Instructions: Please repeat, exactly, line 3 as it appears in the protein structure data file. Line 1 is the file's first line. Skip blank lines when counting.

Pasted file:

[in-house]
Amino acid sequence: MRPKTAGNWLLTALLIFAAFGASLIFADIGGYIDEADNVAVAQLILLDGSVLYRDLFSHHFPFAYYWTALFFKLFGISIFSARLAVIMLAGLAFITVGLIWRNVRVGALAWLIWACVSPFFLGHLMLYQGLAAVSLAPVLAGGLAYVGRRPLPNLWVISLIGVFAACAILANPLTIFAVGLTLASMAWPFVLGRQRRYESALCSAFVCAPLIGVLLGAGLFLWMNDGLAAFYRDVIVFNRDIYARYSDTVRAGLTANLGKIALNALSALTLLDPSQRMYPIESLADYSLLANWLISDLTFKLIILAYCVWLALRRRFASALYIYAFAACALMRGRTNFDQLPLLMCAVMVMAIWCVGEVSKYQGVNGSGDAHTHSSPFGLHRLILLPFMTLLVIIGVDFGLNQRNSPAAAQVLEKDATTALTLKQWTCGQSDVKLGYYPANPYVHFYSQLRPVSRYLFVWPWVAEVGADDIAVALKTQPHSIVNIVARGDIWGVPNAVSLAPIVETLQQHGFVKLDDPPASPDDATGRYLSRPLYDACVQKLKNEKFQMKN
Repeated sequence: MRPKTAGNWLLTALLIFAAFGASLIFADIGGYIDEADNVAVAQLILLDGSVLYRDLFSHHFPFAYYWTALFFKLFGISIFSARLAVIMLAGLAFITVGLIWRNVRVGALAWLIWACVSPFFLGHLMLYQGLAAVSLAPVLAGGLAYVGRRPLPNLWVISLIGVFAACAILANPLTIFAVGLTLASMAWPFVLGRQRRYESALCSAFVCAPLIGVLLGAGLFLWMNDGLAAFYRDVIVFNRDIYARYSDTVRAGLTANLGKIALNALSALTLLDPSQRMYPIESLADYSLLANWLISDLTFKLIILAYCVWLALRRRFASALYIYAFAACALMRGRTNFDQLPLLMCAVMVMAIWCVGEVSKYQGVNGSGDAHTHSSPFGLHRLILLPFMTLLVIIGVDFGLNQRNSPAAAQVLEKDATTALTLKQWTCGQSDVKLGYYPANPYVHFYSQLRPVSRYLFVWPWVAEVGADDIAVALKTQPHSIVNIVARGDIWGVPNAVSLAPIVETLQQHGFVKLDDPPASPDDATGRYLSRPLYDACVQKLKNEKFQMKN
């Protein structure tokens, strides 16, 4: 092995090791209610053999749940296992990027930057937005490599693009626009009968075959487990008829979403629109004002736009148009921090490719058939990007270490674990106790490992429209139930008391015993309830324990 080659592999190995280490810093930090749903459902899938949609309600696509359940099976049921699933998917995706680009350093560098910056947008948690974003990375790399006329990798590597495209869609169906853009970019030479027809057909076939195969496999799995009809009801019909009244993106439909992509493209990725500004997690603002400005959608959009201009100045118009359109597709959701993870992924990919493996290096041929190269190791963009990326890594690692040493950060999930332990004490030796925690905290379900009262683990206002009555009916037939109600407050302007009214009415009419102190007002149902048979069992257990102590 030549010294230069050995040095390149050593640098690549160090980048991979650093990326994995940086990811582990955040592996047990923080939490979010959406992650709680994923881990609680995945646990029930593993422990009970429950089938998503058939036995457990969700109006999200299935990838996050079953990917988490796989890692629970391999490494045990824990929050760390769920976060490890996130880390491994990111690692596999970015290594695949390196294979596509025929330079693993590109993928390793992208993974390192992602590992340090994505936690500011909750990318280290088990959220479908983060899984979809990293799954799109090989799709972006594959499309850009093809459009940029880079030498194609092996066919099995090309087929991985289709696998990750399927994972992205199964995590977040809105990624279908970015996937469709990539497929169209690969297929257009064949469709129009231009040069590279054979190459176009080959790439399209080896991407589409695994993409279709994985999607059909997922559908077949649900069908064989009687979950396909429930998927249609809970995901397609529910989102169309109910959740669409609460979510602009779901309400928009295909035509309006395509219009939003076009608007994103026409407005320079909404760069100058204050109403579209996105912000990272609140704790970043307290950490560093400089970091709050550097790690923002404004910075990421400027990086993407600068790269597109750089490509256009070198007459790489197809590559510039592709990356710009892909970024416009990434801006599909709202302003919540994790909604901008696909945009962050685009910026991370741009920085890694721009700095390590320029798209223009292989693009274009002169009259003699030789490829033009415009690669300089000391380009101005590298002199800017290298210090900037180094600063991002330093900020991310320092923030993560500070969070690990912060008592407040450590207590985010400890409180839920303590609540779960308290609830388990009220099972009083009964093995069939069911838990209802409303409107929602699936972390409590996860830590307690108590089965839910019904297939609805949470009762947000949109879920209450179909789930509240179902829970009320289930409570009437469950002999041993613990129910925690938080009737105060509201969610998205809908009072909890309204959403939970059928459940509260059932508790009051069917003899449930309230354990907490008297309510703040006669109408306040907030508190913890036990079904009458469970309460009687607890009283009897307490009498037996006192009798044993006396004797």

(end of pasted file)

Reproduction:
Repeated sequence: MRPKTAGNWLLTALLIFAAFGASLIFADIGGYIDEADNVAVAQLILLDGSVLYRDLFSHHFPFAYYWTALFFKLFGISIFSARLAVIMLAGLAFITVGLIWRNVRVGALAWLIWACVSPFFLGHLMLYQGLAAVSLAPVLAGGLAYVGRRPLPNLWVISLIGVFAACAILANPLTIFAVGLTLASMAWPFVLGRQRRYESALCSAFVCAPLIGVLLGAGLFLWMNDGLAAFYRDVIVFNRDIYARYSDTVRAGLTANLGKIALNALSALTLLDPSQRMYPIESLADYSLLANWLISDLTFKLIILAYCVWLALRRRFASALYIYAFAACALMRGRTNFDQLPLLMCAVMVMAIWCVGEVSKYQGVNGSGDAHTHSSPFGLHRLILLPFMTLLVIIGVDFGLNQRNSPAAAQVLEKDATTALTLKQWTCGQSDVKLGYYPANPYVHFYSQLRPVSRYLFVWPWVAEVGADDIAVALKTQPHSIVNIVARGDIWGVPNAVSLAPIVETLQQHGFVKLDDPPASPDDATGRYLSRPLYDACVQKLKNEKFQMKN